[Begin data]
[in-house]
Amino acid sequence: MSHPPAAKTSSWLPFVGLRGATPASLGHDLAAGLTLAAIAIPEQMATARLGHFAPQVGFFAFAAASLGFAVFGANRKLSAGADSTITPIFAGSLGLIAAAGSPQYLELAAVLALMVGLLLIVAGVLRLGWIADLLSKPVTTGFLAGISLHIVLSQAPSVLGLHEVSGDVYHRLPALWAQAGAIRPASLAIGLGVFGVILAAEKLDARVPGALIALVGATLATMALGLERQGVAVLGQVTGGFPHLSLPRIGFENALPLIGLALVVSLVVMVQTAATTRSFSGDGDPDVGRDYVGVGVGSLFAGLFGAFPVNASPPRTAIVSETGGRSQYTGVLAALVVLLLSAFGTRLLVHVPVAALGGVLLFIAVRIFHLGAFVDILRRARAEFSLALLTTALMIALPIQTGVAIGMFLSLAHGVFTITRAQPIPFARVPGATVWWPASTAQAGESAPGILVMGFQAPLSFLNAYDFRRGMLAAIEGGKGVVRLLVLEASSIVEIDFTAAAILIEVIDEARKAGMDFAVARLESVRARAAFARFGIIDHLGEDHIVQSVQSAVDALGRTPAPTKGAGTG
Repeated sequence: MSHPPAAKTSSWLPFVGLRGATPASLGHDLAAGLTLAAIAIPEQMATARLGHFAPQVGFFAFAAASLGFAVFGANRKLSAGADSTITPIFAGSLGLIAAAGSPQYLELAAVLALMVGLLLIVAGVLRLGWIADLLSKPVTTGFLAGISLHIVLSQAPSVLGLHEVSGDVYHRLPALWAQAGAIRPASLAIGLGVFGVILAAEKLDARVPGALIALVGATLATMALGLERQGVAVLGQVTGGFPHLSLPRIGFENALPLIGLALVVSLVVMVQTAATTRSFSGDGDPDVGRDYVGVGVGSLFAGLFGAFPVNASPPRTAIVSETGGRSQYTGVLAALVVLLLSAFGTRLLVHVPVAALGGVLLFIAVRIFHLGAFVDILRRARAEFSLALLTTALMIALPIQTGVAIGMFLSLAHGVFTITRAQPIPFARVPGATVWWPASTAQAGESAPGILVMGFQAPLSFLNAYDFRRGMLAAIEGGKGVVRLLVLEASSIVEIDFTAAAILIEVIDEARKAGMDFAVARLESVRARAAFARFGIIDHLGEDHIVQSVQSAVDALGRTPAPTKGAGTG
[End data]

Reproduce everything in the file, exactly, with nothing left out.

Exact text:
[in-house]
Amino acid sequence: MSHPPAAKTSSWLPFVGLRGATPASLGHDLAAGLTLAAIAIPEQMATARLGHFAPQVGFFAFAAASLGFAVFGANRKLSAGADSTITPIFAGSLGLIAAAGSPQYLELAAVLALMVGLLLIVAGVLRLGWIADLLSKPVTTGFLAGISLHIVLSQAPSVLGLHEVSGDVYHRLPALWAQAGAIRPASLAIGLGVFGVILAAEKLDARVPGALIALVGATLATMALGLERQGVAVLGQVTGGFPHLSLPRIGFENALPLIGLALVVSLVVMVQTAATTRSFSGDGDPDVGRDYVGVGVGSLFAGLFGAFPVNASPPRTAIVSETGGRSQYTGVLAALVVLLLSAFGTRLLVHVPVAALGGVLLFIAVRIFHLGAFVDILRRARAEFSLALLTTALMIALPIQTGVAIGMFLSLAHGVFTITRAQPIPFARVPGATVWWPASTAQAGESAPGILVMGFQAPLSFLNAYDFRRGMLAAIEGGKGVVRLLVLEASSIVEIDFTAAAILIEVIDEARKAGMDFAVARLESVRARAAFARFGIIDHLGEDHIVQSVQSAVDALGRTPAPTKGAGTG
Repeated sequence: MSHPPAAKTSSWLPFVGLRGATPASLGHDLAAGLTLAAIAIPEQMATARLGHFAPQVGFFAFAAASLGFAVFGANRKLSAGADSTITPIFAGSLGLIAAAGSPQYLELAAVLALMVGLLLIVAGVLRLGWIADLLSKPVTTGFLAGISLHIVLSQAPSVLGLHEVSGDVYHRLPALWAQAGAIRPASLAIGLGVFGVILAAEKLDARVPGALIALVGATLATMALGLERQGVAVLGQVTGGFPHLSLPRIGFENALPLIGLALVVSLVVMVQTAATTRSFSGDGDPDVGRDYVGVGVGSLFAGLFGAFPVNASPPRTAIVSETGGRSQYTGVLAALVVLLLSAFGTRLLVHVPVAALGGVLLFIAVRIFHLGAFVDILRRARAEFSLALLTTALMIALPIQTGVAIGMFLSLAHGVFTITRAQPIPFARVPGATVWWPASTAQAGESAPGILVMGFQAPLSFLNAYDFRRGMLAAIEGGKGVVRLLVLEASSIVEIDFTAAAILIEVIDEARKAGMDFAVARLESVRARAAFARFGIIDHLGEDHIVQSVQSAVDALGRTPAPTKGAGTG